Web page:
God’s Simplicity: God Cannot Learn Anything New

God knows all things that are from our perspective, past, present, and future

“God knows all things as a Trinitarian eternal being. He knows in ways only God can know things. We finite human creatures know in a finite way what we know. We are incapable of knowing in one grand intuition. Even after we have dwelt in the new heavens and new earth for ten million years and have continued to grow in holiness and understanding we will not be omniscient or simple.”

 

God cannot learn anything new. Perhaps that is a new idea to you? The church, when it has been sound and orthodox, has always confessed this (see the WCF 2.1). It is an implication of at least two of the Triune God’s incommunicable attributes: simplicity and omniscience. Omniscience simply means “all knowledge.” God is all-knowing. Simplicity has to do with God’s essence. God cannot be divided up into parts. We will momentarily delve into these two attributes and how it is that God cannot learn anything or learn anything new.

Before we delve into the niceties of these divine realities (really, a singular divine reality) it would be wise to address at least one biblical passage that seems to suggest that God can learn something new. Let’s turn to Genesis 22:12. In this well-known account of God’s test of Abraham’s faith and consequent obedience concerning the sacrifice of Isaac, the angel of the Lord has a conversation with Abraham and declares to him in the first person (suggesting that this is God himself speaking, I suggest this is a pre-incarnate appearance of the Son) “…now I know that you fear God, seeing you have not withheld your son, your only son from me.” This is not merely an angel declaring that he has learned something new, but God the Son saying this. The Son is essentially God and so equal with the Father and the Holy Spirit (although he knows in a modally different way from the Father and the Spirit). What do we do with this?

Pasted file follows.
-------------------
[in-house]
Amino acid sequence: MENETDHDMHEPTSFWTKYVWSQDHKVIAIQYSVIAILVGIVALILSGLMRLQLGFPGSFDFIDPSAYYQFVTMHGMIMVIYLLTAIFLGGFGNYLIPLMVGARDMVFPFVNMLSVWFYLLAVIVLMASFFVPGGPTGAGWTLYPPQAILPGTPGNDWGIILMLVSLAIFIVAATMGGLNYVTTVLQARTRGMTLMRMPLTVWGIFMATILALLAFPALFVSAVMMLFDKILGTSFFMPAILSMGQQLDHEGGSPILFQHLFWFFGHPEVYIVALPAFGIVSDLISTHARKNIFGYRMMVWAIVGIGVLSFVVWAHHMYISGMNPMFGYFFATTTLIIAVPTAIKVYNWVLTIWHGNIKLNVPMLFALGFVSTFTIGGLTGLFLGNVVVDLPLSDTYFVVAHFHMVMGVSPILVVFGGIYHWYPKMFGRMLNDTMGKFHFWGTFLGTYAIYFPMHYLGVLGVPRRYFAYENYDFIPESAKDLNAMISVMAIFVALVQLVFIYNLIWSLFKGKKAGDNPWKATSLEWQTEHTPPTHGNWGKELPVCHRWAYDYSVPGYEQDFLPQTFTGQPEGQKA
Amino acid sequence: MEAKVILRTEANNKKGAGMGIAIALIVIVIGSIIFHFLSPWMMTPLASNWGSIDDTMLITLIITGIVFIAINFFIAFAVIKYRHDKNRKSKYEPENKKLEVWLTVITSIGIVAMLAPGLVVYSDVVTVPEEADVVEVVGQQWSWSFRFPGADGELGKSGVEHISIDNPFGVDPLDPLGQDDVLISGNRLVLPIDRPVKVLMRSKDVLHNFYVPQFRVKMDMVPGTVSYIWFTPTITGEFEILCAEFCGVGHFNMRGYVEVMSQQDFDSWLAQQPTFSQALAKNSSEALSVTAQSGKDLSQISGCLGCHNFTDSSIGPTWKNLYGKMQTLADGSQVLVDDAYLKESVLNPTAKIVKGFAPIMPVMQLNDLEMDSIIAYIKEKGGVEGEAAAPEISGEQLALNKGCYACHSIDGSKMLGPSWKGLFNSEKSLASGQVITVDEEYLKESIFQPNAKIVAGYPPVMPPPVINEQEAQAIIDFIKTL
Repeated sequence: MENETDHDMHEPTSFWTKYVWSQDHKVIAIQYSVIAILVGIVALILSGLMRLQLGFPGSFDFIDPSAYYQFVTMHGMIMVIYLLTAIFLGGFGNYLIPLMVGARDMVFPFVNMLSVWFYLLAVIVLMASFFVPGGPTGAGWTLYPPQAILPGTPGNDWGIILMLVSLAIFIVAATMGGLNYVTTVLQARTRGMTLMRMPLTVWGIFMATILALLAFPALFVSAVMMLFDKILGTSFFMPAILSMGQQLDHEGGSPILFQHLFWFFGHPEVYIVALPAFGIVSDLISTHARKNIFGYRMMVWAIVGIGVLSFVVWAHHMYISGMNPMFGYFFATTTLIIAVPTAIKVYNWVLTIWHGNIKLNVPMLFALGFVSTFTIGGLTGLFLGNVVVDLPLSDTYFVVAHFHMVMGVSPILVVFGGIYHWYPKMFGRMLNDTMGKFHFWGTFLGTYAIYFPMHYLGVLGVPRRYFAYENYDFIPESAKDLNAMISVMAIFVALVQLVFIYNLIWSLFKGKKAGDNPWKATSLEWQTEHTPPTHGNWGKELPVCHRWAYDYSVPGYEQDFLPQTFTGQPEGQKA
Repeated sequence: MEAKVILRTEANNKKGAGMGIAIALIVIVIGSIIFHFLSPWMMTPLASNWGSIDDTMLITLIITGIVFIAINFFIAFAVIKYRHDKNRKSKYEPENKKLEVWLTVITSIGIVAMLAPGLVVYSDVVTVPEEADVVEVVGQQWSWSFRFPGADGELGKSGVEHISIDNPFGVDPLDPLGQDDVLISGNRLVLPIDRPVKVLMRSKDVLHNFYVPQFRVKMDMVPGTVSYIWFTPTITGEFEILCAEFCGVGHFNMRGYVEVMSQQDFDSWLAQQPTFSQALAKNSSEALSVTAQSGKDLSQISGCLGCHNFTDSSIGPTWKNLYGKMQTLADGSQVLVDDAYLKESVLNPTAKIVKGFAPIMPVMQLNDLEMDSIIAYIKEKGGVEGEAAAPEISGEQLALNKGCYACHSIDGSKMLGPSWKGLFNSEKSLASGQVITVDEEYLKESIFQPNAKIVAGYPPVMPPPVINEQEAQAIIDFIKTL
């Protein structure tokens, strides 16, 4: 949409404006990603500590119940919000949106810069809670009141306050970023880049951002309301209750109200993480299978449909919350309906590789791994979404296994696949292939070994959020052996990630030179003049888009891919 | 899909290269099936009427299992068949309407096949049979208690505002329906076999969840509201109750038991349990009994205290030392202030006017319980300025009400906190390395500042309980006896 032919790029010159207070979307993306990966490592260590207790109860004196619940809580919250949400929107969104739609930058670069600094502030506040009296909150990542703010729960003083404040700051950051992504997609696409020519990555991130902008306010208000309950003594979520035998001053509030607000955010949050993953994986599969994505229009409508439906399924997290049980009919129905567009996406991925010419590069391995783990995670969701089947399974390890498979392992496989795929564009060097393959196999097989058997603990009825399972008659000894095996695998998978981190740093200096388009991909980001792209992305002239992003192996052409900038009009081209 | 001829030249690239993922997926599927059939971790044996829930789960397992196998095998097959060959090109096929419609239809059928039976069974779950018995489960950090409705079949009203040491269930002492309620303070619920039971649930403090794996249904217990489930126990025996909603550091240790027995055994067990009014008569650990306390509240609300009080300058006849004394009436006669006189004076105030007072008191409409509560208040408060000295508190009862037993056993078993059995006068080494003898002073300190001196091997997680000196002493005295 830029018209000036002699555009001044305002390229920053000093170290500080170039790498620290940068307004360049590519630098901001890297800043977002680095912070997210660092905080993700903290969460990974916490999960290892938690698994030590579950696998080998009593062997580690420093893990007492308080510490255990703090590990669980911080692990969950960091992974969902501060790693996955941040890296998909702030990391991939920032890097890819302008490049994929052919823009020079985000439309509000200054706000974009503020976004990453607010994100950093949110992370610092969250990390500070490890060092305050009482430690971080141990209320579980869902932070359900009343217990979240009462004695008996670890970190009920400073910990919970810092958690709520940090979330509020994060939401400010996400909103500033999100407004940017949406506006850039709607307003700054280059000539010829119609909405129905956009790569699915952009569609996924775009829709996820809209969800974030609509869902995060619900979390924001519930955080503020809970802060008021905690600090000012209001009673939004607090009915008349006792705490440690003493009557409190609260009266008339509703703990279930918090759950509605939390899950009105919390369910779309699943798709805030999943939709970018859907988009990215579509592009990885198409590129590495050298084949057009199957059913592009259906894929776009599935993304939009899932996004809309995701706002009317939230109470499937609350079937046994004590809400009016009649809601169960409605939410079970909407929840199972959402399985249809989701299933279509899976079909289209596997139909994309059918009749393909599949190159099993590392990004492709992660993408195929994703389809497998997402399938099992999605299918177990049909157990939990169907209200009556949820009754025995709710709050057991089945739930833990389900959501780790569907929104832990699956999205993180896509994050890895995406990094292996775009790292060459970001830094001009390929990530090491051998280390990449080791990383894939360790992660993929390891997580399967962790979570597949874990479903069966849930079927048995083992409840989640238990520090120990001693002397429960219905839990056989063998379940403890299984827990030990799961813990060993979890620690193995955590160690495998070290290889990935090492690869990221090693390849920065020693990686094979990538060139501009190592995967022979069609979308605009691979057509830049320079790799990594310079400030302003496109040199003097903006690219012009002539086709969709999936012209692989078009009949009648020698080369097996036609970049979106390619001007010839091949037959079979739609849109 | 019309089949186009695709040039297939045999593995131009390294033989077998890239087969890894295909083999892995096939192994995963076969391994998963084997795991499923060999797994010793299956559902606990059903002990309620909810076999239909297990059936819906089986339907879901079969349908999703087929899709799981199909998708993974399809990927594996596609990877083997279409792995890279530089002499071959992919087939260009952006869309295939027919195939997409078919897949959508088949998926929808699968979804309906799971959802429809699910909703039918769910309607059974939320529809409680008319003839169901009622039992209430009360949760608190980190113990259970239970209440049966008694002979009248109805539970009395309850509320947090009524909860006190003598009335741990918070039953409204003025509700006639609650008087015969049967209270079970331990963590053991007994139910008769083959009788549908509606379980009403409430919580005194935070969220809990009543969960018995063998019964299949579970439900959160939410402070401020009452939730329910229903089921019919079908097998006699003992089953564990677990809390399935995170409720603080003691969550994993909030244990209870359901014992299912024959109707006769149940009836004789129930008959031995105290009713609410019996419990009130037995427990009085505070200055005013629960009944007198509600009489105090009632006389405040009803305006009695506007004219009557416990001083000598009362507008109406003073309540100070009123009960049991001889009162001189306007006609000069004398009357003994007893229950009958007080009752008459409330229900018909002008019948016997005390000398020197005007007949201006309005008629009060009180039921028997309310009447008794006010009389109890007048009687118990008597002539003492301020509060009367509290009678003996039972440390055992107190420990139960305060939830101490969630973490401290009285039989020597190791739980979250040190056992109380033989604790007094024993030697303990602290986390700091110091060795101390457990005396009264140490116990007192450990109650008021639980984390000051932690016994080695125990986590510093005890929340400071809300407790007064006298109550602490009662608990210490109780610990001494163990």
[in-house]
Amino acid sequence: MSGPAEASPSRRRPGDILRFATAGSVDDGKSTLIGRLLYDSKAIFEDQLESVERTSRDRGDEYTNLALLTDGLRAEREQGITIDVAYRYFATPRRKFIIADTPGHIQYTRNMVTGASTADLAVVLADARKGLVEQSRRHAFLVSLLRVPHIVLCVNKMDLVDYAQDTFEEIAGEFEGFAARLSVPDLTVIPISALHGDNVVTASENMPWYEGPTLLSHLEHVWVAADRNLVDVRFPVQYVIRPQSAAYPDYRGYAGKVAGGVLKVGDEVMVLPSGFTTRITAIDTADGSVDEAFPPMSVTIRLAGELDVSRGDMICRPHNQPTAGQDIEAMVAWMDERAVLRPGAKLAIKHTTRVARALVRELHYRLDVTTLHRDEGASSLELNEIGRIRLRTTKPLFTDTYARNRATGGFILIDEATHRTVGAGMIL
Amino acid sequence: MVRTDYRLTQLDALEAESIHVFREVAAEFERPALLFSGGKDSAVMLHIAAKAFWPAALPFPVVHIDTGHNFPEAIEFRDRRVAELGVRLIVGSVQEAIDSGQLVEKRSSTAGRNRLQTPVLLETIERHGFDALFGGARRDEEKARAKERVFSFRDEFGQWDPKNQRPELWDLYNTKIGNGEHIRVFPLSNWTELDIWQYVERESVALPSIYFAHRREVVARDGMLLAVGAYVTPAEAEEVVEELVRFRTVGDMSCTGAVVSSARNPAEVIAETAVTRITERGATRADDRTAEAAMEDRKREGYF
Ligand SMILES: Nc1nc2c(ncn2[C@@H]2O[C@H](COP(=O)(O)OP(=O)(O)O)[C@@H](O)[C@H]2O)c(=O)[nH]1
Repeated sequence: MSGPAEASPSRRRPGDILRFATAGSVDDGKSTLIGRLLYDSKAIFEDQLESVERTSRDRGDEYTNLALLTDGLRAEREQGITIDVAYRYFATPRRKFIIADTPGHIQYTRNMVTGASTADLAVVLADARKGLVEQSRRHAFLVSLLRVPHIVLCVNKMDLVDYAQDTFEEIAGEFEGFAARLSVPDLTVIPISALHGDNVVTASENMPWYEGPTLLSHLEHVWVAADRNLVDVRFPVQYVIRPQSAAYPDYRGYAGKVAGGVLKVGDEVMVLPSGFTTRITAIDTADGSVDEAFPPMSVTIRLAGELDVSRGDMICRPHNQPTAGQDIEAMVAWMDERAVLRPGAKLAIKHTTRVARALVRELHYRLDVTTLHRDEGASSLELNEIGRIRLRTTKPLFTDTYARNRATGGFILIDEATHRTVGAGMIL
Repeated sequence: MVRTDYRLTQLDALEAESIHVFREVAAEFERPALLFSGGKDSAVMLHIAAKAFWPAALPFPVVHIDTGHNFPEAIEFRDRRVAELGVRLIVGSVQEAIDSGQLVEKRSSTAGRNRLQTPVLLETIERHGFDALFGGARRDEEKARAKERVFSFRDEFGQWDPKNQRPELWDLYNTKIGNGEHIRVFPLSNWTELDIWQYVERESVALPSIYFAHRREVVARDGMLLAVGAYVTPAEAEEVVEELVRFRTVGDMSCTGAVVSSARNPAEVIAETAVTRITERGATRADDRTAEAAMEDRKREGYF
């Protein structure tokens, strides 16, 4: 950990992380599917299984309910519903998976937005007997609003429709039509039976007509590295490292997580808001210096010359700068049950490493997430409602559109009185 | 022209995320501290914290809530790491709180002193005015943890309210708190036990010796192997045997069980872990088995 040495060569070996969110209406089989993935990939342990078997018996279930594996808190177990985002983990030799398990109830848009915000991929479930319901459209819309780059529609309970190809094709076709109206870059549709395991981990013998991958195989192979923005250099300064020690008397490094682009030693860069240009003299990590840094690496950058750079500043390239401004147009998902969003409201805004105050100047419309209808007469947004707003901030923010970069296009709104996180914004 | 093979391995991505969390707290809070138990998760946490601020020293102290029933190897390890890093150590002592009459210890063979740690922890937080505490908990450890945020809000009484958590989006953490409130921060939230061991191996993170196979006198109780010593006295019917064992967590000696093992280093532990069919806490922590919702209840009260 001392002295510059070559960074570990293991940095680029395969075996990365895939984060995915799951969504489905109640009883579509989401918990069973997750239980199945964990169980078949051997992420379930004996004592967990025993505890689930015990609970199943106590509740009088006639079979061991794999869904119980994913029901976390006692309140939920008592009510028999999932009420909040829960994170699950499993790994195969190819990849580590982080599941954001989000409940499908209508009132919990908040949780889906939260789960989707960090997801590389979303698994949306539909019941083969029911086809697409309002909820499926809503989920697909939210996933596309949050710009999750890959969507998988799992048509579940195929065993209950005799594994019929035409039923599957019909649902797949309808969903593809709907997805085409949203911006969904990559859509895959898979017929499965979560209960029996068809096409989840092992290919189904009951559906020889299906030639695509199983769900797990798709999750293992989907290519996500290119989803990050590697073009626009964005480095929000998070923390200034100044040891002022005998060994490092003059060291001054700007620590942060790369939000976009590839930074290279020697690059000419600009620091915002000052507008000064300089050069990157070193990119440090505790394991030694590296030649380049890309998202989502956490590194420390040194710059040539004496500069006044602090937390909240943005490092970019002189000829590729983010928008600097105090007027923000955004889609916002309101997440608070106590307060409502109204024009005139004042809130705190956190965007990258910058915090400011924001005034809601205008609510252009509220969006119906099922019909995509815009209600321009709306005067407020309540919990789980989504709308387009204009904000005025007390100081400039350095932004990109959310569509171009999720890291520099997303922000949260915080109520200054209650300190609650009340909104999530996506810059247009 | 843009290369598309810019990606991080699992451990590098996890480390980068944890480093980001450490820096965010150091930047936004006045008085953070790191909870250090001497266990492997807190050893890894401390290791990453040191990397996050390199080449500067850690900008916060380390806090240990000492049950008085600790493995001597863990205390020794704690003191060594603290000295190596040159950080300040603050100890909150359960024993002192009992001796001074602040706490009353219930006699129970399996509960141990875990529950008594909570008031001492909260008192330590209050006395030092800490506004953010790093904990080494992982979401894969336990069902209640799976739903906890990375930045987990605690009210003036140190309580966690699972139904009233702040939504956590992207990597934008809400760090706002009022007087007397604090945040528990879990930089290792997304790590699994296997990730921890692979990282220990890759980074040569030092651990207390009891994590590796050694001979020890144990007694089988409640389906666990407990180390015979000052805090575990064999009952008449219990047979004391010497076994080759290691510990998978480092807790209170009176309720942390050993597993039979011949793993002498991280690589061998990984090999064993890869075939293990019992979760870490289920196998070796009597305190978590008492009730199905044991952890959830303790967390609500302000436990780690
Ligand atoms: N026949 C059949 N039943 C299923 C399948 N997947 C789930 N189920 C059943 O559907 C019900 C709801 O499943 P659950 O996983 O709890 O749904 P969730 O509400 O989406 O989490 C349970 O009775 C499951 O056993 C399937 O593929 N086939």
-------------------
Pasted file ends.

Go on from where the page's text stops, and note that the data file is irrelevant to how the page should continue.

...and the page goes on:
As John Calvin pointed out years ago, God condescends to communicate with us in ways that we can understand him much as a parent will speak in very basic ways to a young child so to enable the child to understand truly but not totally. This is how God communicates with us about himself. We err when we treat language about God, which he speaks about himself in Scripture, as if it unveiled absolutely everything that could be said about him. God’s thoughts are so much higher than our thoughts and he is so much greater and grander than all that we can think or imagine (Isaiah 55:8). It is not the case that God cannot communicate with us in our language and in ways we can understand. Indeed, he can, but there is divine mystery entailed in the least thing God reveals about himself. All this is to say that God is not a man that he should repent (and where Scripture says he repents God is once again condescending to our level and is speaking in ways we finite creatures can understand and relate to). We can rest in God’s Word and words to us. They are utterly true and reliable. But they are not exhaustive. Finite creatures cannot totally and exhaustively understand and appreciate an infinite Creator.

Now back to the two incommunicable attributes we briefly considered earlier. Unlike things like goodness and justice and righteousness and holiness which God calls us to emulate and imitate in our own finite and limited way, incommunicable attributes are aspects of God’s nature which make him who and what he is and without which he could not be God. Even this way of talking about his attributes is a condescension of great moment. We noted that God is all-knowing and that he is not composed of parts that are prior to and more basic than himself. God is omniscient and simple.

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